DL deals with the problem of data representation by introducing simpler intermediate representations that can be combined to build complex concepts. Therefore, no specific techniques need to be applied to extract features that represent the image data [1012]. However, because of its complex structure, DL needs a large volume of data to generate models with high predictive performance and, consequently, has high computational cost.

Deep convolutional neural networks (CNN) are a successful DL model that provides an extremely powerful tool for learning visual representations. The success of Krizhevsky et al. in the ImageNet classification and localization challenges [13] using solutions based on CNN drew attention to the applications of CNN. Subsequently, DL-based methods have been used to significantly improve the state of the art in image classification [14], object detection [15], and semantic segmentation [16].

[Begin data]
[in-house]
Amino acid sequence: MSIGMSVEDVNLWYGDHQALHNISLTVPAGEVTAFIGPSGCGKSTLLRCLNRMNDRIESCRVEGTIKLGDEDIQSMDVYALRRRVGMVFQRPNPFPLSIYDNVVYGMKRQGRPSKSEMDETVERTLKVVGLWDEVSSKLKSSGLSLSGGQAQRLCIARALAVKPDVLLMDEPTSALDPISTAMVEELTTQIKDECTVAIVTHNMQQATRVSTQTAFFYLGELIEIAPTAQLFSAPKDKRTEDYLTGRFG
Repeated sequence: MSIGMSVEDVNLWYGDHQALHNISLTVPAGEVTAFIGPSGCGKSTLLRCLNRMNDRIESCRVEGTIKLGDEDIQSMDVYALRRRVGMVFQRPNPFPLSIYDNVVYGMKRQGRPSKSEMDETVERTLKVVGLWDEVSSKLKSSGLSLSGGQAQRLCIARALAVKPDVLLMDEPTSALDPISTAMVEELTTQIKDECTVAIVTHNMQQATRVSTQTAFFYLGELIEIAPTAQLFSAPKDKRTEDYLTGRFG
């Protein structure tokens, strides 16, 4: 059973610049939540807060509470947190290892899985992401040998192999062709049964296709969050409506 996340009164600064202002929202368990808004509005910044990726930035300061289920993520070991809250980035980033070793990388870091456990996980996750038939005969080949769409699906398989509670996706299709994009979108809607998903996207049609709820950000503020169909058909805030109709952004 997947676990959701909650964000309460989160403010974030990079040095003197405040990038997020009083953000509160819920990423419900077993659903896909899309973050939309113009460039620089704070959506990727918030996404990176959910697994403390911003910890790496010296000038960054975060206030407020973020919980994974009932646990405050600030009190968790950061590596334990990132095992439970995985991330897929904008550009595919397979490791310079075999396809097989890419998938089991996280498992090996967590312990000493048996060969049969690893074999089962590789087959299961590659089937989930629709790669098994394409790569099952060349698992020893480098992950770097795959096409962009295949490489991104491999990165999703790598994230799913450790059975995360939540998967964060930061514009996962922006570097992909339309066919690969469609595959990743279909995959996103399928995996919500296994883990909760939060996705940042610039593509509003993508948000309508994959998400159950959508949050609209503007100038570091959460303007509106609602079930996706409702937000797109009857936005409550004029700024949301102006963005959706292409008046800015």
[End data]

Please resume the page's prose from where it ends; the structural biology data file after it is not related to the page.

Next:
Compared to CNN, recurrent neural network (RNN) models are “deep in time” and can form implicit compositional representations in the time domain [17]. A significant limitation of simple RNN models that strictly integrate state information over time is known as the “vanishing gradient” effect. This refers to the tendency to backpropagate an error signal through a long-range temporal interval, which becomes increasingly difficult to handle in practice. Long short-term memory (LSTM) units, first proposed in [18], are recurrent modules that enable long-range learning. LSTM units have a hidden state augmented with nonlinear mechanisms that allow state update, reset, and propagation without modification using simple learned gating functions. LSTMs have been recently used widely for sequential labelling [19] and provide significant improvement when ample training data are available. In [17], the authors showed that CNN with RNN units can be generally applied to visual time-series modelling.